Modern art again led the way at Sotheby’s much shorter sale on June 22 which saw 32 out of 35 lots sell for £97 million ($157.5 million) against a pre-sale estimate of £77.3 million/111.2 million.
LONDON—Modern art again led the way at Sotheby’s much shorter sale on June 22 which saw 32 out of 35 lots sell for £97 million ($157.5 million) against a pre-sale estimate of £77.3 million/111.2 million.
The sale contained the highest-selling lot of the week in an Egon Schiele townscape, Hauser mit bunter Wasche (Vorstadt II), 1914, which had been sent for sale by the Leopold Museum in Vienna to pay for Schiele’s famous Portrait of Wally—the subject of a lengthy restitution case. Although art historians might consider such landscapes inferior to his portraits (because they are more design-oriented than his portraits which are more graphic), the painting, which had an irrevocable bid, sold after just two phone bids for a record £24.7 million ($40.1 million), compared with an estimate of £22 million/30 million, almost doubling the previous record for Schiele. The winning bid was placed through Sotheby’s head of Russia, Mark Poltimore.
Also guaranteed with an irrevocable bid was Alberto Giacometti’s small bronze cast, Trois hommes qui marchent, II, 1948, which sold, again without much competition, to Frank Giraud, of Giraud, Pissarro, Ségalot, for £10.7 million ($17.4 million) compared with an estimate of £10 million/15 million. There was more competition on a third guaranteed lot, Tamara de Lempicka’s Dormeuse, 1930, which sold to a U.S. collector for £4 million, a record in U.S. dollars of $6.6 million, on an estimate of £2.2 million/3.2 million—a big increase on the painting’s previous auction price of $294,000 at Christie’s New York in May 1997.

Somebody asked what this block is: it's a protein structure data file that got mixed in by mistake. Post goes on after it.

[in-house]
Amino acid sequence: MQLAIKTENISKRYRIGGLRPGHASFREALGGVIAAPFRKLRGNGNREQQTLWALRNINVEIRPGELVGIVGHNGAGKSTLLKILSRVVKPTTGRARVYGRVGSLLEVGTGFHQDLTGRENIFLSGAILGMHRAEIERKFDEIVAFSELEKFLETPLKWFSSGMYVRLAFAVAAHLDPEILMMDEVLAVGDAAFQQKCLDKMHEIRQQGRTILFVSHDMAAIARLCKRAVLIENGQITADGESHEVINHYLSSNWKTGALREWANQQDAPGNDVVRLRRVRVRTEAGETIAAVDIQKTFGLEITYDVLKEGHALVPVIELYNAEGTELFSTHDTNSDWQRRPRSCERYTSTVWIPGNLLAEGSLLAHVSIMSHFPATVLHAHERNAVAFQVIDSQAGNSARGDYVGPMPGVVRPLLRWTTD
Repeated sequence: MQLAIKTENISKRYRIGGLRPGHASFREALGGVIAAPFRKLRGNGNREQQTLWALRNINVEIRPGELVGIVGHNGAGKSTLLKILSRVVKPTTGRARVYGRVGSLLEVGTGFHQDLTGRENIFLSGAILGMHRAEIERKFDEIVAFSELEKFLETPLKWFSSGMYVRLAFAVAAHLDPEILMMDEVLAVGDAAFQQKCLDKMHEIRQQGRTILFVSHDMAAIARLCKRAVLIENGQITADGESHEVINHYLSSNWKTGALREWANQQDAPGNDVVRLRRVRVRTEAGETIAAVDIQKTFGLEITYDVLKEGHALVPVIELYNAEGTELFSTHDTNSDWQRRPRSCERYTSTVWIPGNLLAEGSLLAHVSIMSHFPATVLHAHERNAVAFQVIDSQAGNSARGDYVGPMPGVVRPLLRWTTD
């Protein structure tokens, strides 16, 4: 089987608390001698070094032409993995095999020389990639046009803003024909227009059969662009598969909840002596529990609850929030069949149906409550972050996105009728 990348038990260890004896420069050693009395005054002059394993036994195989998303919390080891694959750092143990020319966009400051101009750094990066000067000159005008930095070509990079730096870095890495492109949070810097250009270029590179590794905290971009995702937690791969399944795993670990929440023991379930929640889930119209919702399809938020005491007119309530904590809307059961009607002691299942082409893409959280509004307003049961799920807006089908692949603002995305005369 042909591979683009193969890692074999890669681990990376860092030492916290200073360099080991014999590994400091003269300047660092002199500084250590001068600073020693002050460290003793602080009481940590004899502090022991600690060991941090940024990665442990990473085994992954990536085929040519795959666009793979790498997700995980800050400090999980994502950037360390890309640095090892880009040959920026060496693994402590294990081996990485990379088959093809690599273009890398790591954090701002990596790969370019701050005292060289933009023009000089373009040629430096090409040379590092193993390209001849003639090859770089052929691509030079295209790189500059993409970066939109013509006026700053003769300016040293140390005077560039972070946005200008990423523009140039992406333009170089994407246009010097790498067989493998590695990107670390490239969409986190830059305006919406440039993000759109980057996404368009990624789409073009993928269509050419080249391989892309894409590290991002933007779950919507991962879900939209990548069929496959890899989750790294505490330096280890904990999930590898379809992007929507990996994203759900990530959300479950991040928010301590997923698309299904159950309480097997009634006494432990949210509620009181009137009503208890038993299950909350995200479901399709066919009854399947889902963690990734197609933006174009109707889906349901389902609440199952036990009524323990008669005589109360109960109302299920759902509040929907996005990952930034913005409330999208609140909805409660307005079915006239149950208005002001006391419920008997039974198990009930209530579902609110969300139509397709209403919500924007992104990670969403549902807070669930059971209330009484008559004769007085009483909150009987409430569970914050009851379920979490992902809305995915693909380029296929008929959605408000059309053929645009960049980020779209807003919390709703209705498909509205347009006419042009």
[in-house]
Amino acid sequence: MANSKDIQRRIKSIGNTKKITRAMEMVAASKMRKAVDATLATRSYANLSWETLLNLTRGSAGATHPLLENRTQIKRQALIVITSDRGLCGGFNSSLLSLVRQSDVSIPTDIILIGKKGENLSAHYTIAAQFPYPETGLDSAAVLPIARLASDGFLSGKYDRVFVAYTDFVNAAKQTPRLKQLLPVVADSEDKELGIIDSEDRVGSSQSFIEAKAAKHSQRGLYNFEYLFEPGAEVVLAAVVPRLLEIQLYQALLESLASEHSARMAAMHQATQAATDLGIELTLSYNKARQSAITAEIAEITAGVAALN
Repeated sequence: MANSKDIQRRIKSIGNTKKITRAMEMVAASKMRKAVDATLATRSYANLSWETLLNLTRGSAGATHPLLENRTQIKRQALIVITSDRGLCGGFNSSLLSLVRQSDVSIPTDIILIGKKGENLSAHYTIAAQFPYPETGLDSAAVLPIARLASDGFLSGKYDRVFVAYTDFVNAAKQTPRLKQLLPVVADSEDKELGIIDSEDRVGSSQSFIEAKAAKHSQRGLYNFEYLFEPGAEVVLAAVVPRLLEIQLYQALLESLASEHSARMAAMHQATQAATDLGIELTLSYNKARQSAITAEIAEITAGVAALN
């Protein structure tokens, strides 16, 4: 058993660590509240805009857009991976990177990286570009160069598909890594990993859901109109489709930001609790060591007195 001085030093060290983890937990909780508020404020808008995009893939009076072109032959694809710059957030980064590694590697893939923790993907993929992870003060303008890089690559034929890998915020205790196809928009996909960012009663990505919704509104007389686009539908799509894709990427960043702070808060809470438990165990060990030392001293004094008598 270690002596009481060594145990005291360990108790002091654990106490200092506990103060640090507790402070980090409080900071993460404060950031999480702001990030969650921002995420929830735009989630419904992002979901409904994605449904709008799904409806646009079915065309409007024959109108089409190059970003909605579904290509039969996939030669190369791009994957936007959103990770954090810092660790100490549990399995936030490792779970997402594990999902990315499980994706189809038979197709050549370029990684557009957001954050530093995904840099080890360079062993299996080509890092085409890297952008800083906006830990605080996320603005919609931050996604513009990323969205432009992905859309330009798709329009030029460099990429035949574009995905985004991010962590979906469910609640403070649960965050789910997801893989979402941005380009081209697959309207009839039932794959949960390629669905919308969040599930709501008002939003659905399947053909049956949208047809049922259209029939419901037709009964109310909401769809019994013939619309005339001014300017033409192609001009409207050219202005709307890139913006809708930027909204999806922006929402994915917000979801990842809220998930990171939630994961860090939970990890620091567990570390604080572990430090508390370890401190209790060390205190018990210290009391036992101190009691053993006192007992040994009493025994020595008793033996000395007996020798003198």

As at Christie’s, Pablo Picasso was among the top sellers, but here it was his late work on offer. Couple le Baiser, 1969, did not attract much competition, and sold for £6.5 million ($10.6 million) compared with an estimate of £6 million/8 million, still a good return on the $588,000 paid by the consignor at Sotheby’s New York in November 1993. But his Homme a la pipe et nu couche, 1967, was more reasonably estimated at £1.5 million/2.5 million, and attracted multiple bids, before falling to dealer Ezra Nahmad for £4.8 million ($7.8 million). Nahmad also snapped up Joan Miró’s Vipere exasperee devant l’oiseau rouge, 1955 for £1.9 million ($3.1 million), compared with an estimate of £2 million/3.2 million.
Demand for works by Rene Magritte was strong again at this sale. The artist’s tiny gouache, L’empire des lumieres, 1955, measured just 7-by-9 inches, but fetched the second-highest price ever for a Magritte work on paper, doubling estimates at £2.4 million ($3.9 million), compared with an estimate of £800,000/1.2 million. Another, less iconic Magritte gouache, Perspective, 1949, sold to London dealer Richard Nagy, for £505,250 ($819,318) compared with an estimate of £400,000/600,000.
Other buyers at the sale were Daniella Luxembourg who bought Paul Klee’s oil Stadtburg Kr, 1932, for £2.6 million ($4.3 million), compared with an estimate of £2 million/3 million, and Oslo dealer Ben Frija, who bought Rodin’s lifetime cast of Eve, Petit Modele, 1883, for £1.9 million ($3.1 million) against an estimate of £1.3 million/2.2 million.